As of now, Australia and New Zealand have both just eliminated the decision of pursuing a central bank digital currency (CBDCs).
The head of the payments policy department of the Reserve Bank of Australia (RBA) Tony Richards mentioned in a speech on Tuesday that although his institution believes there is little demand for a CBDC, if ever people start to adopt a new e-money in numbers, there could be “significant implications for the bank’s financial stability mandate.”
He reemphasized RBA’s stance that issuing a central bank digital currency, an “eAUD” for that matter as the bank’s governor Philip Lowe described it in a speech, is not required within the existing financial system.
“So for the time being at least, consideration of a possible new electronic form of money provided by the Reserve Bank to households is not something that we are actively pursuing. Based on our interactions with our counterparts in other countries, it is also not front of mind for most other advanced economy central banks.”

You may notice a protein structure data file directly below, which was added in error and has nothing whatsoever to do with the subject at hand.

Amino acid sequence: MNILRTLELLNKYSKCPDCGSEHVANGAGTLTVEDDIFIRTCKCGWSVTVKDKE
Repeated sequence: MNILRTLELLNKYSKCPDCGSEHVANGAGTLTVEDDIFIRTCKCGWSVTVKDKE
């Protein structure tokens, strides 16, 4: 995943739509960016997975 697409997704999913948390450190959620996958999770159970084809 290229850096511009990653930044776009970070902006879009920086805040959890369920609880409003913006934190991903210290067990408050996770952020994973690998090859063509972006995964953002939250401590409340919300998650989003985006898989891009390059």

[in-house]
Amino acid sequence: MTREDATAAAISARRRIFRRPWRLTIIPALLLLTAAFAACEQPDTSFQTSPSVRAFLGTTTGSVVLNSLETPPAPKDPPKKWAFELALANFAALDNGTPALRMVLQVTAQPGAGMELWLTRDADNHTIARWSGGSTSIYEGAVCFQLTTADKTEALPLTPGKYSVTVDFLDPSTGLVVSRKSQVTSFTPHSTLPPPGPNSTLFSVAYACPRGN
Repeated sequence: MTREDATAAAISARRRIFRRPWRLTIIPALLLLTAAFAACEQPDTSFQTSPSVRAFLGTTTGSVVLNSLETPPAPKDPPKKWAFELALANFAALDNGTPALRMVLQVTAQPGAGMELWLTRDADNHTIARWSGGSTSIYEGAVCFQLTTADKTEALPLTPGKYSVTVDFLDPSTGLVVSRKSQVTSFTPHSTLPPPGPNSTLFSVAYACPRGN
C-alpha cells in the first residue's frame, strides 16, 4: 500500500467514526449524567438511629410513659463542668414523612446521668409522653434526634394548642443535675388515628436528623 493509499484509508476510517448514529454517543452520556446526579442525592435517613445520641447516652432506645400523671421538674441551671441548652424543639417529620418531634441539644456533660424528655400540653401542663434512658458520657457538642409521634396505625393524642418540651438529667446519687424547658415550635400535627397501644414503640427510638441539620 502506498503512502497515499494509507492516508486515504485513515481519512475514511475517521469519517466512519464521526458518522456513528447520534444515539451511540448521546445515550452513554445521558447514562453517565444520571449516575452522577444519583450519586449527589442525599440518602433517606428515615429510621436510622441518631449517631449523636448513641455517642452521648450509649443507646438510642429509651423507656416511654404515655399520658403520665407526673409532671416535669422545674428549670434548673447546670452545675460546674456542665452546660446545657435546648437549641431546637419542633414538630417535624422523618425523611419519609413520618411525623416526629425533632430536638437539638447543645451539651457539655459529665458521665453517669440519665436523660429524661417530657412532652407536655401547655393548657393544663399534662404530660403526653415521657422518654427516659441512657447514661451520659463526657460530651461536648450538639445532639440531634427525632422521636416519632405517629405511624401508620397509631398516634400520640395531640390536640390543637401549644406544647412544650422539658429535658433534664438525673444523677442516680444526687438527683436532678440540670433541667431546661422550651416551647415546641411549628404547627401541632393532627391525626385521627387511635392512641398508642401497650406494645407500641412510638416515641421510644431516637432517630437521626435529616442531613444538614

The governor of the Reserve Bank of New Zealand Geoff Bascand backed him up by claiming that a central bank-issued cryptocurrency would not be financially stable given its existing scalability limitations and lengthy transaction confirmation process.